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Essays / s /

Vatavaran Environmental Film Festival going online due to covid-19

Vatavaran Environmental Film Festival is doing its best to bridge the cover-19 crisis. Sabyesachi Bharti, the director of the festival, deserves a big applause that he spent all the time despite the obstacles to realise this online festival. So don't miss it. And for those who have not seen my documentary film WHERE THE ELEPHANT SLEEPS, here it is, and the chance to do so. Stay home Stay safe!

CMS VATAVARAN plant eine Video-Premiere.Seite gefällt mir 6 Std. · Where the Elephant Sleeps | Hindi, English, German | 2016 | 39:30 min. This documentary unravels the hidden scandal behind the fate of India`s revered elephants. The film is based on the captive elephants used in tourism in Rajasthan, specifically in Amer Fort, Jaipur. The harsh conditions cause all manner of physical and mental harm to these elephants. The plot revolves around an intriguing conflict that emerges in this brutal landscape for the elephants. A story that forces dozens of government officials to congregate around a suffering elephant and finally towards a ground-breaking conclusion. DIRECTOR: Brigitte Uttar Kornetzky PRODUCER (S): Brigitte Uttar Kornetzky Brigitte Uttar Kornetzky is a Writer, Artist and Filmmaker and Published Author from Germany. She an extensive background in the visual arts and music. She studies visual arts, history of art, philosophy, and law at the University of Kassel and has a master’s degree in visual arts. She trained in classical singing at the Kassel Music School and the Metropolitan Opera in New York. In 2014 and 2016, she set up two charities for Captive Elephants in India, Elefanten in Not, in Germany and Switzerland. She is the Honourable Ambassador for Captive Elephants, FIAPO, India.

It is not just about Animal Rights, it is about Human Wrongs!

Tierbotschafter Newsletter, April 2020. Interim report by Brigitte U Kornetzky, Elefanten in Not

https://tierbotschafter.ch/projekte/brigitte-elefantenindien/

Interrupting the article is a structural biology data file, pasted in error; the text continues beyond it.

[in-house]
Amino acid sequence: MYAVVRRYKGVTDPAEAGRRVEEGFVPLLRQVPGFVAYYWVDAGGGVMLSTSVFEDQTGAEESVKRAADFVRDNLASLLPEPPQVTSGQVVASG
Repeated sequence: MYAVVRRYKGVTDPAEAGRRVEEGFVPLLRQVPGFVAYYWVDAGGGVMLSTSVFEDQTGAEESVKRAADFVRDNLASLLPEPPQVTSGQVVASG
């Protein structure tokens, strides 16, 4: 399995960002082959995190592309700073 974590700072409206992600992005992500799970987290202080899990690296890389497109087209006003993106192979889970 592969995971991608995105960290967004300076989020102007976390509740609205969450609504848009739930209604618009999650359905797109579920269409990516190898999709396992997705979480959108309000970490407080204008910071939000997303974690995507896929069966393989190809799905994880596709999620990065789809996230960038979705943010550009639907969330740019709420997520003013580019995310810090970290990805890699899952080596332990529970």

According to the study of Elefanten in Not, Jan 2020, nine out of ten elephants infected with tuberculosis were identified. Every day, these elephants have to carry tourists up and down at AmberFort in Jaipur, Rajasthan, which we find scandalous. It is not enough that the animals are exploited and enslaved, they still have to work when they are infected with serious diseases. The Animal Welfare Board of India (AWBI) has already tested ten elephants with micro-bacteria tuberculosis positive in its 2018 report based on Where the Elephant Sleeps (Release 2016) and the tuberculosis occurrences indicated in it. The AWBI's further instructions regarding the quarantine of these elephants and mahouts from 2018 were not followed. Well, two years later, Feb 2020, we seem to be a big step further. While the Forest Department in Jaipur was absolutely incapable of acting regarding the foot care agreed with me i.e. my organisation Elefanten in Not, and canceled the foot care for about 80-100 elephants one day before the start, - this also because of the non-cooperative elephant owners threatening revolts-, we took the opportunity to do incognito research on the infected elephants. We could identify nine out of ten tuberculosis-infected elephants walking up to Amer Fort with tourists on their backs. (The riding numbers at the end of the text) Based on our evidence, the Supreme Court of India convened a special session on March 6 and heard our petition about the new findings in a hearing in conjunction with the main petitioner PETA India. The Supreme Court then ordered a medical examination of the elephants infected with mtb until early June. However, the corona pandemic broke out almost at the same time, which means that the elephant's tourist rides on AmberFort in Jaipur were stopped anyway. What no G5 summit in the world and no court orders or NGOs have been able to achieve for decades, a virus has done it! An extremely desirable fact that this painful tourist rides on elephants have finally come to an end. It is reasonable to assume that the tourist business will have suffered major losses due to the corona pandemic, which may have a positive impact on future tourist rides with elephants in Jaipur and throughout Asia. But the question arises, what to do with the "unemployed“, captive elephants when there are no camps and the supply situation for the elephants in India is already miserable? About 250 kg of feed per elephant / day, and at least as much water! The corona pandemic presents us with new tasks that we have not only been fighting for since the pandemic had started, but now its shaping up clearly. Once assumed that 75% of all infectious diseases are so-called zoonoses, i.e. they are transmitted from wild animals to humans, we should NOW at the latest realize once again that in the long term the PROTECTION OF THE HABITAT OF WILD ANIMALS MUST HAVE TOP PRIORITY, just as we need rescue and rehabilitation centers for the elephants. Discussions with the relevant authorities in India are on the way. While the world of people holds their breath and is largely "locked out", animals in all countries of Asia and the states of India walking freely the empty streets. They have to be cared for, be it street dogs, cows or zoo animals. The population of India is requested by the Central Zoo Authority (CZA) to continue feeding the animals. The CZA has also called on the governments of all countries in India to include this supply in the "essential supply" category. Because the zoos across the country are facing feed and general supply problems, including medical care by veterinarians, since this care is not one of the essential supplies during the pandemic; this especially applies for wild animals with gigantic feed requirements, such as tigers, leopards, lions, jaguars, crocodiles, and the herbivores giraffes and elephants. Animals behind bars must be saved from starvation. Together with other Indian organisations, like WRRC and AngelEyes Jaipur, Elefanten in Not is pressing for emergency aid and, in the long term, for appropriate measures with a legal basis to ensure this supply for all future in pandemic emergencies of this extend. Did we learn anything? Human behavior is actually always the cause of such pandemics. When so-called wet-markets in Asia slaughter and hunt wild animals from far away, and bring them in with stressed immune systems weakened by the long transport route, it is no wonder that the same markets are also the soup kitchens of such pandemics. In these markets, people and animals are crowded together, and their body fluids are also excreted close together. The distributions of pathogens with high lethality could not be mixed in a better cocktail of diseases than in an Asian wet market, i.e. a market with illegal trade in the consumption and further processing of wild animals. Added to this is the high radioactivity of the areas irradiated with G5. The $ 18 billion dollar illegal wildlife trade, especially in China, with dark astronomical figures on tiger paws, pangolin scales, ivory or bear bile, snake venom, lizards, birds, etc., supplies these markets almost seamlessly and without interruptions, and is the source of this tremendous and bubbling potential hazard which is, by the way, constantly working to eradicate the species, including our own. Over 100,000 elephants alone have lost their lives in the past 15 years due to the ivory trade. Did we learn anything? I'm afraid this question will remain in the room. It is not just about Animal Rights, it is about Human Wrongs! We should consider Covid-19 a definitive warning shot TO END THE ILLEGAL WILDLIFE TRADE IMMEDIATELY. Riding numbers of mtb-infected elephants 55, 64, 65, 71, 73, 76, 99, 110, 114, 133